please have a look at this web page: www.idmsc.org

Conclusion
Ladies and gentlemen, I began my statement by claiming that not only “old” and well
known challenges still need being answered but that in the wake of demographic
change new challenges are on the rise.

ISSA and its Technical Commission for accident insurance understand their roles as
that of facilitators of good practices in answering these challenges – old and new.

Our cycle of seminars which was concluded last year sought to identify simple
strategies for preventing, detecting and reporting occupational diseases.

The results can be downloaded form the internet as I indicated earlier.

And while occupational diseases still pose the biggest challenge to workers
compensation systems in many countries, new challenges emerge and new answers
need being identified.

Demographic change has a very specific impact on accident insurance systems,
depending on the region of the world, the level of industrialization, birth rates, etc.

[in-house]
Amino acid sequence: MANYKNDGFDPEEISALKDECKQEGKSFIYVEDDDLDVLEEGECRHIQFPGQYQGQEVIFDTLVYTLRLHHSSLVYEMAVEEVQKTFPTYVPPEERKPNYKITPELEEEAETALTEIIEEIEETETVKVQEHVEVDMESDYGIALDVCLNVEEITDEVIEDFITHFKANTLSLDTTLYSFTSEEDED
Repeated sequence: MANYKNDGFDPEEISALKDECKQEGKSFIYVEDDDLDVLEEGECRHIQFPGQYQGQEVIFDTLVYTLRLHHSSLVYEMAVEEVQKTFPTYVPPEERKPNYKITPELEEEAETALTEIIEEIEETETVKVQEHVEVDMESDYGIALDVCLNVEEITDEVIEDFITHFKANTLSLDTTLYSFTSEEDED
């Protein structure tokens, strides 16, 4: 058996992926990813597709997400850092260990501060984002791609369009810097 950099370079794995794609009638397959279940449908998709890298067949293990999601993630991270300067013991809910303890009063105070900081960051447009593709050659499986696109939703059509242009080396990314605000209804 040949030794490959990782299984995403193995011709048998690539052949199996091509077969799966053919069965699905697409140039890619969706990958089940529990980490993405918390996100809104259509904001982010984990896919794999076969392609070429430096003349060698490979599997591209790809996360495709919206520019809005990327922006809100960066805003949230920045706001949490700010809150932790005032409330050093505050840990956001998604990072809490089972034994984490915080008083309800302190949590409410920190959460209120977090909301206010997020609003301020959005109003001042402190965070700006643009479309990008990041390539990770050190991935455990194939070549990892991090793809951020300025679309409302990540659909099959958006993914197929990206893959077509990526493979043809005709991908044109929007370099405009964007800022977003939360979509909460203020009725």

There is no “one size fits all” answer for all systems around the world.

But there are two promising paths leading towards potential answers.

One is the adaptation of workplaces to the needs of an ageing workforce.

We, as accident insurers can offer suitable incentives for employers to follow this
path.

The other path is that of intensifying our efforts in the professional rehabilitation of
workers after an occupational accident or an occupational disease.

Older workers as well as people with disabilities must be seen as assets to the social
security system, not as liabilities!

I strongly believe that accident insurers can set incentives in order to attract
enterprises to embrace this view and act accordingly.



                                     Stefan Zimmer